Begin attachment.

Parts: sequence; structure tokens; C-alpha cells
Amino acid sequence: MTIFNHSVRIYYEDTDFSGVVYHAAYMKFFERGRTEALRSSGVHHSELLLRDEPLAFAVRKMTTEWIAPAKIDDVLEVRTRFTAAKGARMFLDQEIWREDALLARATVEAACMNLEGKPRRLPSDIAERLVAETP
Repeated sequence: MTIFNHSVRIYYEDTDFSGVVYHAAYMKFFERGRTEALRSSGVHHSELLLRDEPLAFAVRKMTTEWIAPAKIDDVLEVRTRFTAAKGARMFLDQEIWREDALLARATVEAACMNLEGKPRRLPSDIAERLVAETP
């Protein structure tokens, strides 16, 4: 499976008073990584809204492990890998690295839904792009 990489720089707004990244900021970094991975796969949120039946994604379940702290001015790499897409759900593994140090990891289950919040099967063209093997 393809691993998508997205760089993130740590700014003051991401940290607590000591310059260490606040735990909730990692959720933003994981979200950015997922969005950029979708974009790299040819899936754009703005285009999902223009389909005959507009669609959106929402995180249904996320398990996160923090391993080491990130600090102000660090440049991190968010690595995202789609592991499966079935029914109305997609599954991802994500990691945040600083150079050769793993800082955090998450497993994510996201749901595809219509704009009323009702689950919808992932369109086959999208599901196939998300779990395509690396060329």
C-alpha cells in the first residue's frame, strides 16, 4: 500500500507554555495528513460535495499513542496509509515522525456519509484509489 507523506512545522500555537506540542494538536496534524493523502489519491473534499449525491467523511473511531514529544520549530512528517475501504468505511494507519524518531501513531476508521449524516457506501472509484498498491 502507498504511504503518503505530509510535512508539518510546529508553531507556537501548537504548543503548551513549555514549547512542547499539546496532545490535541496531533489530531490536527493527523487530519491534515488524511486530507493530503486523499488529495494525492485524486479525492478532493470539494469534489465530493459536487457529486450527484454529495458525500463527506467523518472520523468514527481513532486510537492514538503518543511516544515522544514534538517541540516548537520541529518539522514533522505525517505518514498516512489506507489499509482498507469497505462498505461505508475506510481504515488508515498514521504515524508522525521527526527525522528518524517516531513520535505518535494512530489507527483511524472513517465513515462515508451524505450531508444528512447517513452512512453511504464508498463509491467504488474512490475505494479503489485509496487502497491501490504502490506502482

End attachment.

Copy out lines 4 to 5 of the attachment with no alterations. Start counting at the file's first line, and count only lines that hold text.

């Protein structure tokens, strides 16, 4: 499976008073990584809204492990890998690295839904792009 990489720089707004990244900021970094991975796969949120039946994604379940702290001015790499897409759900593994140090990891289950919040099967063209093997 393809691993998508997205760089993130740590700014003051991401940290607590000591310059260490606040735990909730990692959720933003994981979200950015997922969005950029979708974009790299040819899936754009703005285009999902223009389909005959507009669609959106929402995180249904996320398990996160923090391993080491990130600090102000660090440049991190968010690595995202789609592991499966079935029914109305997609599954991802994500990691945040600083150079050769793993800082955090998450497993994510996201749901595809219509704009009323009702689950919808992932369109086959999208599901196939998300779990395509690396060329």
C-alpha cells in the first residue's frame, strides 16, 4: 500500500507554555495528513460535495499513542496509509515522525456519509484509489 507523506512545522500555537506540542494538536496534524493523502489519491473534499449525491467523511473511531514529544520549530512528517475501504468505511494507519524518531501513531476508521449524516457506501472509484498498491 502507498504511504503518503505530509510535512508539518510546529508553531507556537501548537504548543503548551513549555514549547512542547499539546496532545490535541496531533489530531490536527493527523487530519491534515488524511486530507493530503486523499488529495494525492485524486479525492478532493470539494469534489465530493459536487457529486450527484454529495458525500463527506467523518472520523468514527481513532486510537492514538503518543511516544515522544514534538517541540516548537520541529518539522514533522505525517505518514498516512489506507489499509482498507469497505462498505461505508475506510481504515488508515498514521504515524508522525521527526527525522528518524517516531513520535505518535494512530489507527483511524472513517465513515462515508451524505450531508444528512447517513452512512453511504464508498463509491467504488474512490475505494479503489485509496487502497491501490504502490506502482